Even though we had enjoyed our stay at Saga Rental apartments in Madrid we were excited to be heading south to Granada. The high speed AVE train soon had us speeding through the Spanish countryside. It was hard to capture photos in focus due to the speed but we passed through a range of countryside – green fields, bare ground, hilltop villages and towns.After some time we stopped at a station, seemingly in the middle of nowhere, Antequera. An announcement came over the PA in Spanish and by the movement of everyone else we realised that we had to disembark the train. We were soon guided to one of several buses, which was heading for Granada. Apparently the high speed train station for Granada was still under construction. This coach took us to Granada train station. On arrival we collected our luggage and chatted (in English) with another couple who told us the station wasn’t anywhere near the centre and we should take a taxi. So we joined the taxi queue. Our driver didn’t speak English but with our few words of Spanish and the name and address of where we were staying, he soon had us on our way and within ten minutes we had arrived. The cost was only 8 Euros, which we thought pretty reasonable. Our accommodation, Pension Austria was basic, cheap and clean. The reception staff were very helpful. It was near to heaps of restaurants and most importantly it was on the main street leading up to the Alhambra. After settling in and eating lunch, which we had prepared back at our apartment in Madrid we decided to do a reconnaissance walk up to the Alhambra. To this stage we had not been able to book tickets into the central parts of the Alhambra and needed to find out how we could do this. At the top end of our street was a gateway entry to the road leading up to the Alhambra. The walk was definitely all uphill. After about twenty minutes we reached an entry gate to the complex.
To our left was the Alcazaba fortress which you needed a ticket to enter.
To our right was another grand looking building, the Museo de Bellas Artes de Granada (a former palace), and it was free to enter.
Inside looked like this
and here is the exterior from the back and side.These fixtures on the side wall were intriguing.Further along we found an information booth. The young guy at the counter who spoke English was very helpful, once we adjusted to his Scottish accent. No we would be unable to buy tickets for the inner palace and the famous gardens as they were all sold out. However he told us that each night just after midnight any spare tickets from tour companies were made available for the following day. This would be a small chance to buy tickets but at least all was not lost. We continued our walk around the areas that are free.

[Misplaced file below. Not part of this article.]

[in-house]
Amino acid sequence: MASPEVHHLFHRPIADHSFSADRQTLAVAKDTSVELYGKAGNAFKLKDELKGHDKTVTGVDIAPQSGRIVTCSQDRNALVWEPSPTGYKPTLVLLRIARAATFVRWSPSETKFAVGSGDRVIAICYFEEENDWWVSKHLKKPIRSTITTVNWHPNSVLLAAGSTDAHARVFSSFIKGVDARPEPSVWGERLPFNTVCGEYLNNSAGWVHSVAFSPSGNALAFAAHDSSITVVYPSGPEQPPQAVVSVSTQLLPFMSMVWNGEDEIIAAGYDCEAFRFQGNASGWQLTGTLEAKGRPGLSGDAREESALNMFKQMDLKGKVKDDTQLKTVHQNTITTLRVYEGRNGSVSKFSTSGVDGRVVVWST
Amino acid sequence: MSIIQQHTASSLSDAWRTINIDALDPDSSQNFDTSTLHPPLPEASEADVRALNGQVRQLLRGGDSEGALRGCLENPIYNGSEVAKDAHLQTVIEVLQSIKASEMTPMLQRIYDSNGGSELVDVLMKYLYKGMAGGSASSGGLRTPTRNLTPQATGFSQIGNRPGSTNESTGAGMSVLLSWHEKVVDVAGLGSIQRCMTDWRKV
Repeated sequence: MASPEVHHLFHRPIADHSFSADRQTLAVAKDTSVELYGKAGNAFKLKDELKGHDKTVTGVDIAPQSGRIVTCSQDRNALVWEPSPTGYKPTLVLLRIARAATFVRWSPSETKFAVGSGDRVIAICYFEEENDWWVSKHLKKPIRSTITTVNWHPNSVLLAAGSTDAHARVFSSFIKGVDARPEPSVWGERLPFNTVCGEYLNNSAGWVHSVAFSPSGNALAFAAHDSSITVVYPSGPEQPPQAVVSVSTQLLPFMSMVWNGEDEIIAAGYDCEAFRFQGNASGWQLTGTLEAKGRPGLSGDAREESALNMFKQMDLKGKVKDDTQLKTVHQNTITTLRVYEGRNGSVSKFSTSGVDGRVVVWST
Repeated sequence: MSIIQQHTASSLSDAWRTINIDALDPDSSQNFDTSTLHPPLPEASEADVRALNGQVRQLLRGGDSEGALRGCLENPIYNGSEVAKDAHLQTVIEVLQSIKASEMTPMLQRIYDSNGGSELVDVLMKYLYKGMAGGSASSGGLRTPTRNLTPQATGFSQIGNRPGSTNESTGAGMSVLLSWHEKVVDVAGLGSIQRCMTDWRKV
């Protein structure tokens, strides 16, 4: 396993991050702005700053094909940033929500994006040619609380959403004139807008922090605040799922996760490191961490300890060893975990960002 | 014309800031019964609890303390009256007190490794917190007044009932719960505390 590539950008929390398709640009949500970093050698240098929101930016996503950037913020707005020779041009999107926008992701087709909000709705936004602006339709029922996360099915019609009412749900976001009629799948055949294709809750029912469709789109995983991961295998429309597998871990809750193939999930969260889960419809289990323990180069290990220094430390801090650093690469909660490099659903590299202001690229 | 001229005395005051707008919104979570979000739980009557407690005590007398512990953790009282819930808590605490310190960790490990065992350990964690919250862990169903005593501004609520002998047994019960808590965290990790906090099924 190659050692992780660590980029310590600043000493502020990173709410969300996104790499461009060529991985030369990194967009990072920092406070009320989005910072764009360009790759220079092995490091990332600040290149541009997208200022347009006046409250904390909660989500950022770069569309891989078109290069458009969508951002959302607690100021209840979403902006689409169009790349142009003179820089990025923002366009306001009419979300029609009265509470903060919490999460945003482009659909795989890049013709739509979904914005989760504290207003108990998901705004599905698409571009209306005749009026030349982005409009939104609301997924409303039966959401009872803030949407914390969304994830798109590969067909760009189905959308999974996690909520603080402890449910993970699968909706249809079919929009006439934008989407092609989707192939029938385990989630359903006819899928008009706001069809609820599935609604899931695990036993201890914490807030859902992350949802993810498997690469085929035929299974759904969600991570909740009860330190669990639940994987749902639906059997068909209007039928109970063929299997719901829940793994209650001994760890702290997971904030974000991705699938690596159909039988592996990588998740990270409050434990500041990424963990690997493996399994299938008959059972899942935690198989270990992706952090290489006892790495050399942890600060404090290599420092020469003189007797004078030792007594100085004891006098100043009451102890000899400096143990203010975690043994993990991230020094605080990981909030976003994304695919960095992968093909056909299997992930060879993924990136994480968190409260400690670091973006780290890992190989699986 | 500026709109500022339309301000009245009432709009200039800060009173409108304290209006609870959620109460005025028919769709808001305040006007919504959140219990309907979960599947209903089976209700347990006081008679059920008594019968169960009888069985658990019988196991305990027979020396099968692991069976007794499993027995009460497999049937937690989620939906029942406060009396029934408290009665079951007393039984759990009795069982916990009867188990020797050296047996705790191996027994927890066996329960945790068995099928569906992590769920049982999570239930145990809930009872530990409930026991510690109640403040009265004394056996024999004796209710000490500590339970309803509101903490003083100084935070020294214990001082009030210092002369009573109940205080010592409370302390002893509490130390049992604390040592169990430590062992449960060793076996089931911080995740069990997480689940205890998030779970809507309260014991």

Next we did a reconnaissance to the main entry to the Alhambra which was further up the original road we had been on. This would be helpful for the next day should we secure tickets.
Feeling good about that we took the walk back downhill past our Pension which had a small clothing stall out the front
and did some more exploring in that area,
even finding a building dating back to the early 14th century with a lovely interior courtyard.
By that time we needed a drink so even though it was in a touristy location we went to one of the cafes near the fountain in Plaza Nueva. Karen drank a hot chocolate and I tried a sangria.Did I like it? Let’s just say it is an acquired taste and I have no intention of trying another one. After a brief rest back at our room we ventured out for dinner. We headed along the Carrera del Darro checking out the bars and restaurants. Eventually we decided to eat at Bodega La Bella y La Best Origins. We started with a drink. This time I stuck with a beer.
Granada has a great reputation for hospitality. Whenever you order a drink it is accompanied by a free tapas.Our meals arrived very quickly and were pub style but as we were quite hungry they were just what we needed. After dinner we continued walking in to the heart of the Albaicin neighbourhood. After a steady uphill walk around the main road we finally made our way into the bustling Mirador San Nicolás, a small courtyard near the San Nicolás church, which had many restaurants and bars around it. The main reason for coming here was of course the awesome views across to the Alhambra. Sadly I should have taken a tripod but here is a shot that is reasonably in focus.Karen also managed to take a reasonable photo of me, holding the camera very steadily, no mean feat due to the poor light and slow exposure.After enjoying the atmosphere of the small courtyard with its buskers, street artists and restaurants we made our way back to our room. We sat around chatting for a while and then just after midnight I tried logging into the official Alhambra website to try our luck. Within seconds we were disappointed. No tickets seemed available. As Karen drifted off to sleep I decided to set my phone alarm for 1:00am. I too fell asleep only to be rudely disturbed by the alarm. I logged in again and to my delight was able to purchase two General tickets which would gain us entry to the Generalife with its palace and famous gardens, the Alcabaza fortress and a set time of 14:30 to the Nasrid Palaces and gardens. All thanks to the tip from the young Scottish guy in the information booth.